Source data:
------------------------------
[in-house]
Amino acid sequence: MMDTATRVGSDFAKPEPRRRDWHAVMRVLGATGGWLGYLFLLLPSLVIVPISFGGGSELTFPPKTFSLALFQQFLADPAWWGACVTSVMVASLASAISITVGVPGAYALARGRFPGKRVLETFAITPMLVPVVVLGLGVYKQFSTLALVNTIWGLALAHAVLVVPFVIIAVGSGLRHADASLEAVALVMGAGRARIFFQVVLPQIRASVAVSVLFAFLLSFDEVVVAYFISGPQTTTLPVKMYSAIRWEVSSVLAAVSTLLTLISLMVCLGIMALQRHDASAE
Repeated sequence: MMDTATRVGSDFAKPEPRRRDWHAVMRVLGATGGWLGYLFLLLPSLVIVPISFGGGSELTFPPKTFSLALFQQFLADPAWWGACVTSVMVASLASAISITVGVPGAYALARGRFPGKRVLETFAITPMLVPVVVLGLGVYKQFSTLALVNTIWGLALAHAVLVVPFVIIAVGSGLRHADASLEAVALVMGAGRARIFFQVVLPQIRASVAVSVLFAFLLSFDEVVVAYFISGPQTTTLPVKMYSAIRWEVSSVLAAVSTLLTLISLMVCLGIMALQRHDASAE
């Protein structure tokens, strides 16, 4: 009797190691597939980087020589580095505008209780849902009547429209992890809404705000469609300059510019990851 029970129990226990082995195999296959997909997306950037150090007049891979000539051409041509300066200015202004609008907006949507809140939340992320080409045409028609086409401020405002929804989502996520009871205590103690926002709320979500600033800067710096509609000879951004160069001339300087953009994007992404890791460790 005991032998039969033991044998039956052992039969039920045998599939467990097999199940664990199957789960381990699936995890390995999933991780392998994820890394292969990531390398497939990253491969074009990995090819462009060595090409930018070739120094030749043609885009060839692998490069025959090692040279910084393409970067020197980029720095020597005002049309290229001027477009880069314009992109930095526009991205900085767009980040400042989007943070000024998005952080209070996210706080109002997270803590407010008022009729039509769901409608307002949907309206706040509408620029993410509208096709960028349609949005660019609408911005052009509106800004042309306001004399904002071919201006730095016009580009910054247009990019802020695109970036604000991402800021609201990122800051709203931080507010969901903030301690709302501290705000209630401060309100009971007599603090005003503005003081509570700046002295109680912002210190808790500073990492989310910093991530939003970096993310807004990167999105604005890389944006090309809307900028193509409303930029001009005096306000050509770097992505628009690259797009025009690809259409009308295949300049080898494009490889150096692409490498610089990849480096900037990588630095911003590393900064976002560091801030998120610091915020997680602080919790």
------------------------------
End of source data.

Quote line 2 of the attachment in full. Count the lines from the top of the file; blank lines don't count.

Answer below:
Amino acid sequence: MMDTATRVGSDFAKPEPRRRDWHAVMRVLGATGGWLGYLFLLLPSLVIVPISFGGGSELTFPPKTFSLALFQQFLADPAWWGACVTSVMVASLASAISITVGVPGAYALARGRFPGKRVLETFAITPMLVPVVVLGLGVYKQFSTLALVNTIWGLALAHAVLVVPFVIIAVGSGLRHADASLEAVALVMGAGRARIFFQVVLPQIRASVAVSVLFAFLLSFDEVVVAYFISGPQTTTLPVKMYSAIRWEVSSVLAAVSTLLTLISLMVCLGIMALQRHDASAE